Oh, how glorious it would be if healing looked like clouds parting and light shining to show you the path. I wish I could tell you this was my reality. I’ve since learned healing looks like a 1,000 piece puzzle that has just spilled out of the box. Where to begin? One must start somewhere.
The autoimmune disease had a best friend, her name was Anxiety.
Fear invited her to take up residency, embedding herself into my psyche and body. I didn’t like her, but she refused to leave. Ruled by fight or flight, I was reacting to life from a place of fear.
Anxiety set my heart racing accompanied by a sinking feeling in my gut. My mind was under attack, trying to recover from the trauma of the sickness and how to move forward with an autoimmune disease. Fierce mood swings from misery to panic with fearful thoughts plagued me.
The anxiety and fear infiltrated my marriage in the form of numerous bad habits. The fighter in me was wicked with my tongue, verbal violence was commonplace. When in flight mode I was in a state of dread, battling the urge to flee. There was no peace in our home.
And my heart, my aching heart. I had made a couple of dear friends in Melbourne but I missed the comfort of people who knew me. I desperately longed for my support system, my loving family and best friend, Robin. The homesickness compounded with the anxiety disabled me into despondency.
Although I was struggling I still carried on with life. There were many good times and happy experiences as well. But eventually, the regularity of the bad spells surpassed the good.
I knew I had to find another way.
I began to inquire within, choosing to take a hard look at myself and the disease. The ulcerative colitis was inflammation. So I asked myself, “What am I doing to cause inflammation in my life?” The answer was two-fold, my lifestyle and my mind. My thoughts, self-talk and entire way of being were an inferno of despair blazing out of control.
One puzzle piece at a time I addressed everything causing me inflammation. I started with the external stimuli: foods, people, activities, my schedule. In an effort to reduce my inflamed ways I adopted a mantra, “Try new things.”
I experimented with eliminating refined sugar and gluten while adding healthy fats. Shocked by the results, my vitality rebounded. I started to surround myself with uplifting and supportive people, putting boundaries on the drama queens. Less heated dynamic yoga, more slow and restorative practices. No more HIIT classes, walking and strength training instead. Goodbye to teaching 6am yoga, hello evening classes. I felt I was doing everything in my power to aid in my recovery, to heal.
This process took over a year to implement with beneficial results. I felt more rested and although the anxiety was still present it had subdued. The more challenging task was to look at my thoughts and behavior.
So I settled into a familiar place where I could go within, my meditation cushion.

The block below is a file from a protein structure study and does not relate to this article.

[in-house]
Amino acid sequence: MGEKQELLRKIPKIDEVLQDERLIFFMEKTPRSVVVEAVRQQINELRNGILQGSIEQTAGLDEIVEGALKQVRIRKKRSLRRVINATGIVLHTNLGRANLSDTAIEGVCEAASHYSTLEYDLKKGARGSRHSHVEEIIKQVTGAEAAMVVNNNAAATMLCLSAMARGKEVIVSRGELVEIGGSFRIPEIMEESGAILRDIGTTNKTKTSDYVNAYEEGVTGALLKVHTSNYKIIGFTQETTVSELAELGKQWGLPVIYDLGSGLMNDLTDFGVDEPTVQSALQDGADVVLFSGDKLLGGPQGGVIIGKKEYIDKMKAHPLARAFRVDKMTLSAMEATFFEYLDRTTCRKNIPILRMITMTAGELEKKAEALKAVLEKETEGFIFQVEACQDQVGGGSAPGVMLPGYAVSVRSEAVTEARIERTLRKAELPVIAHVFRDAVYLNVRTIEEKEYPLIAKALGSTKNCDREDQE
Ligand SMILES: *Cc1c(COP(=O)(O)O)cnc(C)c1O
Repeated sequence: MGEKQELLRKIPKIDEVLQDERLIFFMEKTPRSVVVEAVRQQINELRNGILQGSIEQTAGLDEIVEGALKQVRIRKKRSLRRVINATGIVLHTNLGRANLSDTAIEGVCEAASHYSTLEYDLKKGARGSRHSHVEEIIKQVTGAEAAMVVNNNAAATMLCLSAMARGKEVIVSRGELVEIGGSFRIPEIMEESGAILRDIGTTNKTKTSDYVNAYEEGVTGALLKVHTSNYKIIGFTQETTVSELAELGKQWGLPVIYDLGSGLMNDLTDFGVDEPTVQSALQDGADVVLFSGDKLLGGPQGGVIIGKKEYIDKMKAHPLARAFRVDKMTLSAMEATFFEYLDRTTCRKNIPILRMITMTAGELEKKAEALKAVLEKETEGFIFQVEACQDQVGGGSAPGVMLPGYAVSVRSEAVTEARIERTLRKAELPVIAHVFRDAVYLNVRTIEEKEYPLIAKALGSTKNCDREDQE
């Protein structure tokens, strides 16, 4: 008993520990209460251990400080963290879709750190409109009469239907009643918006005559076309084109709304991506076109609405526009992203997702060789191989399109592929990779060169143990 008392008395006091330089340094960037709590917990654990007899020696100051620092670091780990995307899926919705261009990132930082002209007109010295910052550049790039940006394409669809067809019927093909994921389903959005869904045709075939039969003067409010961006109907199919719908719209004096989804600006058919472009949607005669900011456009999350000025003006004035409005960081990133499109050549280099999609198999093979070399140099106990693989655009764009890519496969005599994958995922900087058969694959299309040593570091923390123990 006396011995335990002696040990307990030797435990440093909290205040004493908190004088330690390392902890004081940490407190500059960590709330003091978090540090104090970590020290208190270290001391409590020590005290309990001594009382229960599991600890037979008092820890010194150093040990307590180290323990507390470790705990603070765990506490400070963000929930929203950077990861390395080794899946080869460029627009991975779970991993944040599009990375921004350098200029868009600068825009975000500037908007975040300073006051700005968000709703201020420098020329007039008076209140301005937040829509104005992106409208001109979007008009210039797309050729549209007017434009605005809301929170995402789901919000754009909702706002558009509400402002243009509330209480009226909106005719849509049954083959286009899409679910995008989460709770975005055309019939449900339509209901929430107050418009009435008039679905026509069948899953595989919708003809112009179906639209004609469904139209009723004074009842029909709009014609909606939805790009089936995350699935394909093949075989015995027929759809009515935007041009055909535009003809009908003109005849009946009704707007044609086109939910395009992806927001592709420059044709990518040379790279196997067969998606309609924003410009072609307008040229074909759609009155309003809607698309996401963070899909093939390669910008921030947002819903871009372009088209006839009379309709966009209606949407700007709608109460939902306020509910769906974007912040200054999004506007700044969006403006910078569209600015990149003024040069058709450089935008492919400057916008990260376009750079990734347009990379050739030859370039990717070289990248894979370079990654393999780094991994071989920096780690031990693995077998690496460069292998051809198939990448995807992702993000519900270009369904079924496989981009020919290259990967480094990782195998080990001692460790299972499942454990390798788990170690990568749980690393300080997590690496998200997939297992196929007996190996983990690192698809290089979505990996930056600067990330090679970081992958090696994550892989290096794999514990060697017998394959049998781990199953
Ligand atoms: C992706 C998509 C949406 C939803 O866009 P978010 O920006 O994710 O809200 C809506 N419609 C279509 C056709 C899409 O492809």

I had been practicing mostly Kundalini and a little bit of Vedic meditation for eight years. My mantra, “Try new things”, inspired me to explore other practices: Transcendental Meditation, Buddhist and guided visualisation. I then read about Jon Kabat-Zinn’s 8-week course, MBSR (Mindfulness-Based Stress Reduction), and thought, why not give it a try?
A weekly 2.5-hour meeting of practice and lecture, studying a thick manual along with daily meditation and mindfulness activities were the format. Week one was an eye-opener filled with rich insight and lots of practice. A 45 minute guided body scan was the longest regular daily meditation I had ever done.
The body scan is practiced lying down and the purpose is to focus on the sensations coming up in different regions of the body. When the mind wanders off to thinking, direct the attention back to the present moment. It relaxed me but it wasn’t until week two when I experienced a profound shift.
I always meditated in the morning and while in class a student said they were doing it before bed and experiencing sound sleep. Again, I tried a new thing, popping my earphones in before bed I began to melt into the meditation. The next morning I was astounded. It’s gone, I thought.
That feeling of anxiety I always had in my gut evaporated, replaced with a sense of calm. I felt nourished and anew.
However, I knew feeling grounded and calm after a practice can happen, but the longevity is gained through sustained practice over time. Over the weeks the body scan became a tonic for my anxiety. I felt my nervous system being soothed into rest and digest mode.
Mindfulness is about cultivating awareness by paying attention. So I started to do just that, observe my habits. As I became more familiar with myself, I was noticing my negative self-talk, thought patterns and actions based on fear and how I was often in auto-pilot mode not being present.
Through this awareness, I had the power to create new healing habits.
I also learned how to open to challenging emotions and how to attend to my suffering. As a dedicated student, I was committed to creating new patterns to support a healthier relationship with myself and Greg while learning how to respond to life with ease instead of reacting in fear.
When the course came to a close I had regained my calm, I wasn’t in my head so much and I had the tools to manage the anxiety. The practices were the missing pieces to my puzzle of healing. It was only the beginning of my mindfulness journey.
Mindfulness was the light in my time of darkness to help guide me on the path of healing. Long-term changes are not made overnight; the integration period of establishing new patterns has been slow, it has taken years. But I keep practicing.
Living mindfully is an ongoing lifelong practice. And just like healing, it never stops. We can always keep healing, cultivating healthier ways of being.
To Practice the Body Scan follow me on the Insight Timer App – it’s FREE